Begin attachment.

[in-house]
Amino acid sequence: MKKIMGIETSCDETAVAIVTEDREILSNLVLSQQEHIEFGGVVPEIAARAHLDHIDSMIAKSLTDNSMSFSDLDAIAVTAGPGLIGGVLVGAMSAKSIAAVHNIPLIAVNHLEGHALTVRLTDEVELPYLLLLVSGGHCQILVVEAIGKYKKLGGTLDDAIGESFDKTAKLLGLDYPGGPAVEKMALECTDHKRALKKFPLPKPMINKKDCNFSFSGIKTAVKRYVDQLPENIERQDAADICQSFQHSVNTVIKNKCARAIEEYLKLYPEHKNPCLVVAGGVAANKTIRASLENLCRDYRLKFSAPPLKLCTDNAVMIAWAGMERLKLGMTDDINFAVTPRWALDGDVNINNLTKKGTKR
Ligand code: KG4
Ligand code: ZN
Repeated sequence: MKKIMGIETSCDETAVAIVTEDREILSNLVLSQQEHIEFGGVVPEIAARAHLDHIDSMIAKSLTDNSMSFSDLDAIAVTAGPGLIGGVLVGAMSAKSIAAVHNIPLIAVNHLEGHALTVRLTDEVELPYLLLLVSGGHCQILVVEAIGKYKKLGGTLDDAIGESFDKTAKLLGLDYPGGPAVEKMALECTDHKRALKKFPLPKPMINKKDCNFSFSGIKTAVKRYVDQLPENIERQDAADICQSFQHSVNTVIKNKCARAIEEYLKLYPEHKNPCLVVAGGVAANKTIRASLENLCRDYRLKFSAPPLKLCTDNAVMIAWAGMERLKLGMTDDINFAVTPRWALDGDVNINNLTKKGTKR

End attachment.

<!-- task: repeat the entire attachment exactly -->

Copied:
[in-house]
Amino acid sequence: MKKIMGIETSCDETAVAIVTEDREILSNLVLSQQEHIEFGGVVPEIAARAHLDHIDSMIAKSLTDNSMSFSDLDAIAVTAGPGLIGGVLVGAMSAKSIAAVHNIPLIAVNHLEGHALTVRLTDEVELPYLLLLVSGGHCQILVVEAIGKYKKLGGTLDDAIGESFDKTAKLLGLDYPGGPAVEKMALECTDHKRALKKFPLPKPMINKKDCNFSFSGIKTAVKRYVDQLPENIERQDAADICQSFQHSVNTVIKNKCARAIEEYLKLYPEHKNPCLVVAGGVAANKTIRASLENLCRDYRLKFSAPPLKLCTDNAVMIAWAGMERLKLGMTDDINFAVTPRWALDGDVNINNLTKKGTKR
Ligand code: KG4
Ligand code: ZN
Repeated sequence: MKKIMGIETSCDETAVAIVTEDREILSNLVLSQQEHIEFGGVVPEIAARAHLDHIDSMIAKSLTDNSMSFSDLDAIAVTAGPGLIGGVLVGAMSAKSIAAVHNIPLIAVNHLEGHALTVRLTDEVELPYLLLLVSGGHCQILVVEAIGKYKKLGGTLDDAIGESFDKTAKLLGLDYPGGPAVEKMALECTDHKRALKKFPLPKPMINKKDCNFSFSGIKTAVKRYVDQLPENIERQDAADICQSFQHSVNTVIKNKCARAIEEYLKLYPEHKNPCLVVAGGVAANKTIRASLENLCRDYRLKFSAPPLKLCTDNAVMIAWAGMERLKLGMTDDINFAVTPRWALDGDVNINNLTKKGTKR